Figure 2. (A) Lipid oxidation rates between lean and obese groups at baseline, during exercise, and during recovery from exercise (B). Total lipid oxidation measured by AUC across all timepoints between lean and obese pregnant women. Lipid oxidation rates are higher in obese pregnant women, particularly during post-exercise recovery (A), and a total lipid oxidation is higher in obese pregnant women compared to lean pregnant women (B). All data are mean ± SD.  *p<0.05

Correlations between maternal metabolic characteristics

CRP was positively associated with lipid oxidation rate at baseline (r=0.42, p=0.02) (Figure 3A) and during the 1-hour recovery period (r=.55, p=0.001) (Figure 3B). Maternal CRP was also related to total lipid oxidation (r=0.42, p=0.01) (Figure 3C).Similarly, baseline systolic blood pressure was positively correlated with lipid oxidation rate at baseline (r=0.34, p=0.05) and during the 1-hour recovery period (r=0.39, p=0.02). However, when accounting for CRP, the relationships between lipid oxidation rate and systolic blood pressure did not exist. Maternal CRP was positively correlated with maternal circulating insulin levels (r= 0.44, p=0.01), HOMA-IR (r=0.40, p=0.02) (Figure 4A), and systolic blood pressure (r=0.40, p=0.02) (Figure 4B).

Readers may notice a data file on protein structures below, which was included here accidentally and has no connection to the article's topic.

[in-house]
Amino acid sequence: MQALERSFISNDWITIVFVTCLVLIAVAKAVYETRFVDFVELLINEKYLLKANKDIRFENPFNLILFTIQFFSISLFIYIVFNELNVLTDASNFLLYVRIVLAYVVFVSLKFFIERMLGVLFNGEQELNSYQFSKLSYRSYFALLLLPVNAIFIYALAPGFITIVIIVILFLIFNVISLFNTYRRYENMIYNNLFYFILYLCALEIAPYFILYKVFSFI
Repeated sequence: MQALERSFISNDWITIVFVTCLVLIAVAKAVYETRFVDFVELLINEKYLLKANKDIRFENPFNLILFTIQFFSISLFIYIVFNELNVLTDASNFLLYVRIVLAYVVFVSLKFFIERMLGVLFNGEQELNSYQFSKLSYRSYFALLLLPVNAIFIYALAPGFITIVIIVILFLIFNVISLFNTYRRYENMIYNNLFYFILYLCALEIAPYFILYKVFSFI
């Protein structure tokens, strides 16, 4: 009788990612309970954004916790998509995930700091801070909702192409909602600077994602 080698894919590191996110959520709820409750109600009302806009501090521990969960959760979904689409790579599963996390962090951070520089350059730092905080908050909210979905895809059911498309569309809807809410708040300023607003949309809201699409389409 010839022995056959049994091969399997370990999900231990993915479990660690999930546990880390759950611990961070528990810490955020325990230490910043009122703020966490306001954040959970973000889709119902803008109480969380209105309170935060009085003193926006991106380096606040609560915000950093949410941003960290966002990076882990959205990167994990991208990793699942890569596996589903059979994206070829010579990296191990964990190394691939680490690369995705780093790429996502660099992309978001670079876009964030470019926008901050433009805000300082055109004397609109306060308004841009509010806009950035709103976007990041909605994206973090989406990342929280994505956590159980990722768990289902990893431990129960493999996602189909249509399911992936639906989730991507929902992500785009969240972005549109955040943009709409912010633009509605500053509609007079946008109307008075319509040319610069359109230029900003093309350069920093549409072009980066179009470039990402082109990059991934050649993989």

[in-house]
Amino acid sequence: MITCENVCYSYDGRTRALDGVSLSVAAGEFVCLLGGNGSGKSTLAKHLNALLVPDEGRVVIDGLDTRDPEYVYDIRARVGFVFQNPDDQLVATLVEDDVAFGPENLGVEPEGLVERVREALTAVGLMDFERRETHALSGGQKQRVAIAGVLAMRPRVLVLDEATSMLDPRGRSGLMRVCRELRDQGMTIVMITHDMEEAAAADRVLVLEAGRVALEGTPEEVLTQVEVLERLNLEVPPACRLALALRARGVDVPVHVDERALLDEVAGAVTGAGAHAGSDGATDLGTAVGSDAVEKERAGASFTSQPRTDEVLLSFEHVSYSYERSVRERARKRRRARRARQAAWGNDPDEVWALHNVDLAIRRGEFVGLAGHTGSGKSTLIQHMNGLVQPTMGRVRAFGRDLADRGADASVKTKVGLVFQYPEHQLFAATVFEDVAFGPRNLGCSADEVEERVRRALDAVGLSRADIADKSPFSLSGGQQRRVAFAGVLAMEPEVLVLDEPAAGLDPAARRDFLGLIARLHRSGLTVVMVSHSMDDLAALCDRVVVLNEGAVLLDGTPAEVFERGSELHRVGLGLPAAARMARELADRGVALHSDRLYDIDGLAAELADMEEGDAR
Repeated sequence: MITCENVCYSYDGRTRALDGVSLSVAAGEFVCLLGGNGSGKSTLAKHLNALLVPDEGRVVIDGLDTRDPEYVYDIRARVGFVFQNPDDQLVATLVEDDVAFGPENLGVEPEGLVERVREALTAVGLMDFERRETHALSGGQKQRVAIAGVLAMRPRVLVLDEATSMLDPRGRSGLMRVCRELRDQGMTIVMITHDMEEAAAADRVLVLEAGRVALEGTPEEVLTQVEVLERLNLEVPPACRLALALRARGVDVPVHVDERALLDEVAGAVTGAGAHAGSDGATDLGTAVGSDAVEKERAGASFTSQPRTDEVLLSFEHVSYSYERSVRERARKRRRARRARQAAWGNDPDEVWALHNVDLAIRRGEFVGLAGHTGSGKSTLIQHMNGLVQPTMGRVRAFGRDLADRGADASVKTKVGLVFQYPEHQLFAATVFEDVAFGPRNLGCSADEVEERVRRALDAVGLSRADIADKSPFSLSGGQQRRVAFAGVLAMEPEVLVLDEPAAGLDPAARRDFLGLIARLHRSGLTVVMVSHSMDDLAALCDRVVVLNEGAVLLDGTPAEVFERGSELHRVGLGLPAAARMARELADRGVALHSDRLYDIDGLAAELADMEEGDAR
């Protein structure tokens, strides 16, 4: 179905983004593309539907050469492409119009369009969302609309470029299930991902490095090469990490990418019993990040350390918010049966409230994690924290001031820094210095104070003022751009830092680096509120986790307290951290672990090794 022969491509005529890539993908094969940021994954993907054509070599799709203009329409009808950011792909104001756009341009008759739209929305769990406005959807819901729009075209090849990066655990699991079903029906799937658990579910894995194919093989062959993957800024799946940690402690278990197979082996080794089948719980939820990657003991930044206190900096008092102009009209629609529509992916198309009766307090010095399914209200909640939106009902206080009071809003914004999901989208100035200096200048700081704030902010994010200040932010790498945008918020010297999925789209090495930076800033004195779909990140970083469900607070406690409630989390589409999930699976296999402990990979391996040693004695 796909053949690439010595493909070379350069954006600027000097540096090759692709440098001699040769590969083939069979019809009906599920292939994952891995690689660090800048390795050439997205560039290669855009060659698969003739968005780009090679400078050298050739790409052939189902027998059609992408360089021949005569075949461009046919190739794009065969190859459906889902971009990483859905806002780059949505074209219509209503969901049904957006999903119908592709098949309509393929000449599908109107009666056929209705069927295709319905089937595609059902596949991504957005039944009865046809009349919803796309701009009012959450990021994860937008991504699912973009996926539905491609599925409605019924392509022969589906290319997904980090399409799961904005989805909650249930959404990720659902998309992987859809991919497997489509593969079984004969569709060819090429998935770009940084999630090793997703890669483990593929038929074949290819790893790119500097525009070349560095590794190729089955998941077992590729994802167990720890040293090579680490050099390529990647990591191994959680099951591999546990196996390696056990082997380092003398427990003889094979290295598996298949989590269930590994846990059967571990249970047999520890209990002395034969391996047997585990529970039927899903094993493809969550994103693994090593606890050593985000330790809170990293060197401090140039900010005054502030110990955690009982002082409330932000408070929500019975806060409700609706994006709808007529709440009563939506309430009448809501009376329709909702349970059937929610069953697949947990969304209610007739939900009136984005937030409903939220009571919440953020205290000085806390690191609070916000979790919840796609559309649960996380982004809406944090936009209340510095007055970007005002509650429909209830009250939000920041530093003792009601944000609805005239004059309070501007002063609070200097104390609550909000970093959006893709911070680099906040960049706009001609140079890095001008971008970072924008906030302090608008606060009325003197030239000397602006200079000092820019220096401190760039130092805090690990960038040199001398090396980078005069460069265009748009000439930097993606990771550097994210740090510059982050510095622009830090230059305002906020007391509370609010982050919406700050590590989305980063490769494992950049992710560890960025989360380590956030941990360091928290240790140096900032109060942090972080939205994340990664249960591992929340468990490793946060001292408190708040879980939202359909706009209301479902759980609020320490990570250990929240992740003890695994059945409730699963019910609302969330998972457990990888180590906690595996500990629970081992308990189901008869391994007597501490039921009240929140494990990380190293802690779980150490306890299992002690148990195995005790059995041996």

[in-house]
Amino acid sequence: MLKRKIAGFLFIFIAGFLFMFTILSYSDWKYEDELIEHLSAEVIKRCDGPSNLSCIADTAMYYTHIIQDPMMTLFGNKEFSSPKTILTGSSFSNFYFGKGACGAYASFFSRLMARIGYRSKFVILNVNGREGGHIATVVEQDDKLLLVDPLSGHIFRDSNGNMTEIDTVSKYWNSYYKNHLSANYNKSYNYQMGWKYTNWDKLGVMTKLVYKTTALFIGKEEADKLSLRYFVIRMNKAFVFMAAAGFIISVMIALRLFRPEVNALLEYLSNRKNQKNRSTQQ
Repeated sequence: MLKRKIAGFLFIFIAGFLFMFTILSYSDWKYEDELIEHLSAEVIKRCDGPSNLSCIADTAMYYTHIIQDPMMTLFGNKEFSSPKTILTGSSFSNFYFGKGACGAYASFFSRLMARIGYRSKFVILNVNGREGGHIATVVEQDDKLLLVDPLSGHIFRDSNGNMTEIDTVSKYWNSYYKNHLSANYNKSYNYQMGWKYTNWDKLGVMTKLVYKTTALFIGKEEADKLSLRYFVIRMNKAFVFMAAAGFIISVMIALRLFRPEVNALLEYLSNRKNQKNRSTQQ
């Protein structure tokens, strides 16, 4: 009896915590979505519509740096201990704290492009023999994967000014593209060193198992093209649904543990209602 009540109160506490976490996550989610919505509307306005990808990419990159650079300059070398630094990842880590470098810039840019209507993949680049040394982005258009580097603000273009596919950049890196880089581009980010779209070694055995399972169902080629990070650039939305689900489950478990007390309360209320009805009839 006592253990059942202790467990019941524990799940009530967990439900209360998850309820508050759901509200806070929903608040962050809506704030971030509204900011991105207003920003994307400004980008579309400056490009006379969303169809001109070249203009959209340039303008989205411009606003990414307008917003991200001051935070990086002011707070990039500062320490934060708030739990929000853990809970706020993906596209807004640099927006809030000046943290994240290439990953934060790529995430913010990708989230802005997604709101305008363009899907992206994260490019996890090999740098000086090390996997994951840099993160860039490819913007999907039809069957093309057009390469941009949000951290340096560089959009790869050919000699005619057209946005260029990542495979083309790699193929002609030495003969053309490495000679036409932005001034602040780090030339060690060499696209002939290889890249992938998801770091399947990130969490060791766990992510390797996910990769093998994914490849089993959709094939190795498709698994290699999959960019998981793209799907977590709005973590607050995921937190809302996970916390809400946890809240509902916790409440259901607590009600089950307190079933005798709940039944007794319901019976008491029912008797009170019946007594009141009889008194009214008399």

Figure 3. Relationships between CRP and (A) baseline lipid oxidation rate, (B) post-exercise recovery lipid oxidation rate, and (C) total lipid oxidation. Maternal plasma CRP concentration is significantly correlated to lipid oxidation rate at baseline (A), during recovery (B), and to total lipid oxidation (C). *p<0.05

Figure 4.Relationships between baseline maternal inflammation and (A) insulin resistance (B) systolic blood pressure. Maternal plasma CRP concentration is significantly correlated to maternal insulin resistance (A) and maternal systolic blood pressure (B).  *p<0.05

Neonatal anthropometric and metabolic outcomes